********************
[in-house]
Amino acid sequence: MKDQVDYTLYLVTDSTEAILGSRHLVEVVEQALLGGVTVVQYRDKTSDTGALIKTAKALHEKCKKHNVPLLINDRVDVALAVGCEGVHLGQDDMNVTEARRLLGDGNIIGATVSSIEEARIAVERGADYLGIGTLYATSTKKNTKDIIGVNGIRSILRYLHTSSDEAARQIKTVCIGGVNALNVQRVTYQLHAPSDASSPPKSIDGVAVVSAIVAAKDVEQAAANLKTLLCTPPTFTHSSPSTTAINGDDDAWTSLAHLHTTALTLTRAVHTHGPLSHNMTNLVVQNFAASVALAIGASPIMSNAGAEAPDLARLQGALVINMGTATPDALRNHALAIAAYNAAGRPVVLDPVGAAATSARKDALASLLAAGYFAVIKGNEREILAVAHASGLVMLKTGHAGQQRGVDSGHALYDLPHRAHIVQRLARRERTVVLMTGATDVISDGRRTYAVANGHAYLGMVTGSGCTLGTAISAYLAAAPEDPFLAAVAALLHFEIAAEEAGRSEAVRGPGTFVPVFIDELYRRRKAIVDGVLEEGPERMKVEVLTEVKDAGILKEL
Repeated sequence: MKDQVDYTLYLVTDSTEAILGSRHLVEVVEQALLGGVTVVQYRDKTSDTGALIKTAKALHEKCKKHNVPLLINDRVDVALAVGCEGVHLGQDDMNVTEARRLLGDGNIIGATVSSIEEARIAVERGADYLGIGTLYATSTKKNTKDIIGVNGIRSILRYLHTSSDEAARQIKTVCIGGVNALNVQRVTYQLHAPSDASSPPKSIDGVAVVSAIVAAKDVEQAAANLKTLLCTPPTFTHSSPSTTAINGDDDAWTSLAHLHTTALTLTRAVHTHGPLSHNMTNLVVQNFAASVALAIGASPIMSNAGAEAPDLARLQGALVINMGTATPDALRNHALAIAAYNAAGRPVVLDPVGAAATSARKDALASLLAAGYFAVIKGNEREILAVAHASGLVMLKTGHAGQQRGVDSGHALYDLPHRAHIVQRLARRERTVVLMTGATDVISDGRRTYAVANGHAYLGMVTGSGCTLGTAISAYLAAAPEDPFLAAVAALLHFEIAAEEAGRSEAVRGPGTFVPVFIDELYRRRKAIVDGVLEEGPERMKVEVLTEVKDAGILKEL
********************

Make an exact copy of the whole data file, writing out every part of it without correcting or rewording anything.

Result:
[in-house]
Amino acid sequence: MKDQVDYTLYLVTDSTEAILGSRHLVEVVEQALLGGVTVVQYRDKTSDTGALIKTAKALHEKCKKHNVPLLINDRVDVALAVGCEGVHLGQDDMNVTEARRLLGDGNIIGATVSSIEEARIAVERGADYLGIGTLYATSTKKNTKDIIGVNGIRSILRYLHTSSDEAARQIKTVCIGGVNALNVQRVTYQLHAPSDASSPPKSIDGVAVVSAIVAAKDVEQAAANLKTLLCTPPTFTHSSPSTTAINGDDDAWTSLAHLHTTALTLTRAVHTHGPLSHNMTNLVVQNFAASVALAIGASPIMSNAGAEAPDLARLQGALVINMGTATPDALRNHALAIAAYNAAGRPVVLDPVGAAATSARKDALASLLAAGYFAVIKGNEREILAVAHASGLVMLKTGHAGQQRGVDSGHALYDLPHRAHIVQRLARRERTVVLMTGATDVISDGRRTYAVANGHAYLGMVTGSGCTLGTAISAYLAAAPEDPFLAAVAALLHFEIAAEEAGRSEAVRGPGTFVPVFIDELYRRRKAIVDGVLEEGPERMKVEVLTEVKDAGILKEL
Repeated sequence: MKDQVDYTLYLVTDSTEAILGSRHLVEVVEQALLGGVTVVQYRDKTSDTGALIKTAKALHEKCKKHNVPLLINDRVDVALAVGCEGVHLGQDDMNVTEARRLLGDGNIIGATVSSIEEARIAVERGADYLGIGTLYATSTKKNTKDIIGVNGIRSILRYLHTSSDEAARQIKTVCIGGVNALNVQRVTYQLHAPSDASSPPKSIDGVAVVSAIVAAKDVEQAAANLKTLLCTPPTFTHSSPSTTAINGDDDAWTSLAHLHTTALTLTRAVHTHGPLSHNMTNLVVQNFAASVALAIGASPIMSNAGAEAPDLARLQGALVINMGTATPDALRNHALAIAAYNAAGRPVVLDPVGAAATSARKDALASLLAAGYFAVIKGNEREILAVAHASGLVMLKTGHAGQQRGVDSGHALYDLPHRAHIVQRLARRERTVVLMTGATDVISDGRRTYAVANGHAYLGMVTGSGCTLGTAISAYLAAAPEDPFLAAVAALLHFEIAAEEAGRSEAVRGPGTFVPVFIDELYRRRKAIVDGVLEEGPERMKVEVLTEVKDAGILKEL